HEWLETT PACKARD  HP-9810
The HP-9810 was the successor of the HP-9100. Although it kept software compatibility, its internal hardware organisation was completely different. The core memory was replaced with volatile MOS RAM chips and the display used the new technology of 7-segment light emitting diodes (LED) instead of cathode-ray tube. Arithmetic routines were stored in ROM and user programs in RAM. Several RAM extensions, specialized ROM modules and peripherals (paper tape reader/puncher, line printer, mea...
SPECTRAVIDEO  SV 318
The Spectravideo SV-318 has characteristics very close to the MSX machines (same video, sprites, sound, I/O, etc.). It was even sold as an MSX computer in some places, but it is not fully MSX compliant and can't use MSX programs. Notice that instead of using cursor keys, the Spectravideo uses a small joystick, which emulates cursor keys. The photo above shows the SV318 with its expansion base. This provides 64 KB RAM, a 80 column video and a floppy disk con...
COLUMBIA DATA PRODUCTS VP
The Columbia VP was a Compaq Portable like IBM PC compatible. Besides, it was said that Compaq designed the electronic part of the VP. It was the last computer made by Columbia, the company which made the MPC, first true copy of the IBM-PC. Columbia built a very rugged but heavy case which supported a 9" monochrome monitor, larger than the Compaq. All other features were the same as the Compaq....
SEIKO 9500
Nothing is known about this japanese professionnal system... Apparently it was a small CAD/CAM system....
AXEL  AX-20
This french mono-bloc system had no great success. It was however a nice designed system with its 8 function keys mounted directly onto the monitor (like with some Hewlett-Packard systems). The idea was interesting, because the function of each key was dynamicaly displayed right above it, but it becomes tiring to have to lift an arm to reach these keys... The AXEL-20 can display 640 x 416 pixels with 8 different level of brightness. The system has it own character set (128 ASCII characters, u...
KAYPRO Kaypro IV
The Kaypro IV (aka IV'83 later) is not to be confused with the Kaypro 4 (aka 4'84) released one year later. I know, Kaypro model names are REALLY confusing... The Kaypro IV is basically a Kaypro II with DS/DD full-height floppy drives. Wordstar started being included in addition to the Perfect Software suite....

   RANDOM ADVERTS
French advert (1983)

SANYO
PHC 25

 
QL catalogue #3

SINCLAIR
QL (Quantum Leap)

 
US advert

SONY
SMC 70

 
Isaac Asimov ad #1

TANDY RADIO SHACK
TRS 80 MODEL III

 
Swedish advert

COMMODORE
C64

 
French advert (1982)

NORTHSTAR
Horizon

 
U.S. ad (1983)

ALTOS COMPUTER SYSTEMS
Serie 5

 
First advert - Nov.1...

IBM
PC - Model 5150

 
Argentinian advert

MICRODIGITAL
TK-82

 
Byte shopper

IMSAI
8080

 
US ad. August 1985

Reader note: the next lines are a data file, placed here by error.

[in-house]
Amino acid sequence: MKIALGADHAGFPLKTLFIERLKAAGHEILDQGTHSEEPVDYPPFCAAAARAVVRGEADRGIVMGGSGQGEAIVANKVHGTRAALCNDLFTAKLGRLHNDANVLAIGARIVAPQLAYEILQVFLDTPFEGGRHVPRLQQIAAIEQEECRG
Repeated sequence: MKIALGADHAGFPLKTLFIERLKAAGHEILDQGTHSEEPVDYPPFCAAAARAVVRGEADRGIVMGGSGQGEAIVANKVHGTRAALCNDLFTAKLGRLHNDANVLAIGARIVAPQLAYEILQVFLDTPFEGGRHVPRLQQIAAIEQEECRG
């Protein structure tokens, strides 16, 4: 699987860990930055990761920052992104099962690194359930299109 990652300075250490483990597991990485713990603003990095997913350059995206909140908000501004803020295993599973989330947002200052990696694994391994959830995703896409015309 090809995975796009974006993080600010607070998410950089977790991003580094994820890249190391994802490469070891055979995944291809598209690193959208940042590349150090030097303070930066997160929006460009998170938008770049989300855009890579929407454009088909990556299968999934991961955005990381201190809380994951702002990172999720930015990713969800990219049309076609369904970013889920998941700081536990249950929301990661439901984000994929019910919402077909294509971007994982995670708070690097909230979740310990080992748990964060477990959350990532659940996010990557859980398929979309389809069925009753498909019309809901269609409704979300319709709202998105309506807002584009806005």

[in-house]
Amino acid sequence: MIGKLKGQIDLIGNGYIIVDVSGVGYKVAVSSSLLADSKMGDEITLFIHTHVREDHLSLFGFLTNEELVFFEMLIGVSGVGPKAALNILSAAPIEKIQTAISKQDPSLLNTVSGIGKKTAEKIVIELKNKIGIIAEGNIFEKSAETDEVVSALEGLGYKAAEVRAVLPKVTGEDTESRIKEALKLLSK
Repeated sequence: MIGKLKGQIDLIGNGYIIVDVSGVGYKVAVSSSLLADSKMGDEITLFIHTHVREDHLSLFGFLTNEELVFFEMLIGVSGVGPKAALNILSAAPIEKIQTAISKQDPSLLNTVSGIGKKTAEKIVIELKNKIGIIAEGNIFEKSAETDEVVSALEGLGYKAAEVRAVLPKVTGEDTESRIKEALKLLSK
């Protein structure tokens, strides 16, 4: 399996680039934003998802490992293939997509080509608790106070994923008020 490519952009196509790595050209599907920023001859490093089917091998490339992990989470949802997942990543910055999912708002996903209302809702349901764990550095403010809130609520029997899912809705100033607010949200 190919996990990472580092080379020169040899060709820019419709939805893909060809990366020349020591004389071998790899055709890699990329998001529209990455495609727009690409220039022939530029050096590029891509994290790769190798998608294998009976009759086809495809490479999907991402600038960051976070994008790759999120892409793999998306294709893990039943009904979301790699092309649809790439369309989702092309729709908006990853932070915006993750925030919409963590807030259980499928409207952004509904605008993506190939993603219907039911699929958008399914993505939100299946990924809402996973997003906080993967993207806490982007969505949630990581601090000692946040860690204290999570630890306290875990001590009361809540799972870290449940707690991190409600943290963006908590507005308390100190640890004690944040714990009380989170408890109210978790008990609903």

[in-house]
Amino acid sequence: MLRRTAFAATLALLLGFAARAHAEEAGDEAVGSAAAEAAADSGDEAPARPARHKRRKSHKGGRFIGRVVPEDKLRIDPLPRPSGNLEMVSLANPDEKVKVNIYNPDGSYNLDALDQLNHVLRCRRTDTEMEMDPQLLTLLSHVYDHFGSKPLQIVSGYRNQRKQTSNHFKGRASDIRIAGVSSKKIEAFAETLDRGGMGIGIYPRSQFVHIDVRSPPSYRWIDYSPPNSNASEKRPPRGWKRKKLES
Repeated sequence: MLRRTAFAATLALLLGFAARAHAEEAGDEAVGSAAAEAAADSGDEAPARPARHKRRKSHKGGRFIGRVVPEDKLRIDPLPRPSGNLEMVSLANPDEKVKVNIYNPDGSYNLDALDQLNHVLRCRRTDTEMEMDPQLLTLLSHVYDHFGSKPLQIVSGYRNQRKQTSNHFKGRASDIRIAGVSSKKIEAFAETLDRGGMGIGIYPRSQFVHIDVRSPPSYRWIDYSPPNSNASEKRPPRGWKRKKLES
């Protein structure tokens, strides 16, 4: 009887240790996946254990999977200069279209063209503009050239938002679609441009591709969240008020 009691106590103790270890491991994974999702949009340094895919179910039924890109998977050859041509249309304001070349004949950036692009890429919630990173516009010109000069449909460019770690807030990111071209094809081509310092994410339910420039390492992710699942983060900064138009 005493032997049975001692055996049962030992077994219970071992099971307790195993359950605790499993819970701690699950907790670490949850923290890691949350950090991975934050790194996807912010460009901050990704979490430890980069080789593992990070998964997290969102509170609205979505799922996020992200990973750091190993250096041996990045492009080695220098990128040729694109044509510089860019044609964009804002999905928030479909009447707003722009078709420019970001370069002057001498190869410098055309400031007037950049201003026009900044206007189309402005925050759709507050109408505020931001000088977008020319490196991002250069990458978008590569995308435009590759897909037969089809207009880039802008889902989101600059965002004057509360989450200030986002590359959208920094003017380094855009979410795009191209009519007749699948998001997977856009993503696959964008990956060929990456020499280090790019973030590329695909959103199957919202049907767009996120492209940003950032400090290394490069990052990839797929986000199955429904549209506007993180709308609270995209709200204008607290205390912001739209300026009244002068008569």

TELEVIDEO
Personal Mini PM/4T

 
Australian Tandy cat...

TANDY RADIO SHACK
Portable Wordprocessor WP-2 / WP-3

 
Brochure #3

SORD
M-100ACE

 
U.S. advert (1983)

EPSON
QX 10

 
advert #2

COMMODORE
VIC 20

 
Victor ad #2 (1982)

SIRIUS COMPUTER
Victor 9000 / Sirius 1

 
Advert #2

ATARI
800

 
Japanese advert

TOSHIBA
PASOPIA

 
US advert, July 1985

TANDY RADIO SHACK
TRS-80 Model 200

 
French advert.

TOSHIBA
HX-10

 
U.S. ad #2 (1982)

PANASONIC
HHC

 
Japanese advert

CANON
V-10

 
German brochure

ATARI
MEGA ST

 
Demo tape inlay #1

MICROKEY KFFT
PRIMO A-32

 

   LATEST COMMENTS
sean
10/22/2014
AM INTERNATIONAL JACQUARD SYSTEMS J100 - J500
I worked on the Manafacture of the M55

Mark Murray
10/22/2014
SHARP  PC-1500 / PC-1500A
I am a Land Surveyor and have been using the Sharp PC1500A for field calculations since 1982. My last one has finally failed an I urgently need another with the 16K extended memory module if possible Please email me if you can help.

Steve Johnson
10/21/2014
CAMBRIDGE COMPUTERS Z 88
With undead batteries, my Z88 still boots and always returns memories of pre-world wide web days, when text still ruled the world (and the internet). As someone who also owned and used the Radioshack models 100 and 102 and equivalent NEC 8241 laptop , I appreciated the additional memory and the wide display screen. The optionally quiet keyboard was great for taking notes in meetings. The machine was relatively fragile. And, when using accessories such as the cassette tape interface, the Z88 provided a feature by then little used in personal computers. The Z88 bulletin boards and community were also a delight. I have never been tempted to sell or recycle the Z88. I still have the eprom eraser and all the manuals.

Nick
10/21/2014
GRUNDY  NEW BRAIN
My first real computer!

Dylan Smith
10/21/2014
ACT Apricot F1
We had one at our school. It was very nicely made and came with a small but good quality colour screen, and a pretty innovative design. I remember rigging up a serial cable and bodging together some code to transfer images from a friend''s Amiga 500 to the Apricot. However, it was hugely let down by being one of those "yes it runs MS-DOS but no it''s not IBM compatible" machines which made it more or less pointless. MS-DOS even back in the day was awful and the only reason for running it would be IBM compatibility

Craig
10/20/2014
TANDY RADIO SHACK  TRS-80 Model 200
I''ve got a Tandy 200 Portable Computer with original Tandy Portable Disk Drive and original Tandy Computer Cassette Recorder (CCR-82). There also seems to be something called LapDos by Travelling Software for the Disk Drive. Also a bunch of manuals and magazines.

Photos at:
https://plus.google.com/photos/106516834062154384149/albums/6072410202411582033?authkey$CNCTmoP5k5v38QE

If interested, email me at: cscratchley (AT) gmail (DOT) com

Robert Fogden
10/19/2014
RAIR MICROCOMPUTER Black Box
Sorry, Claire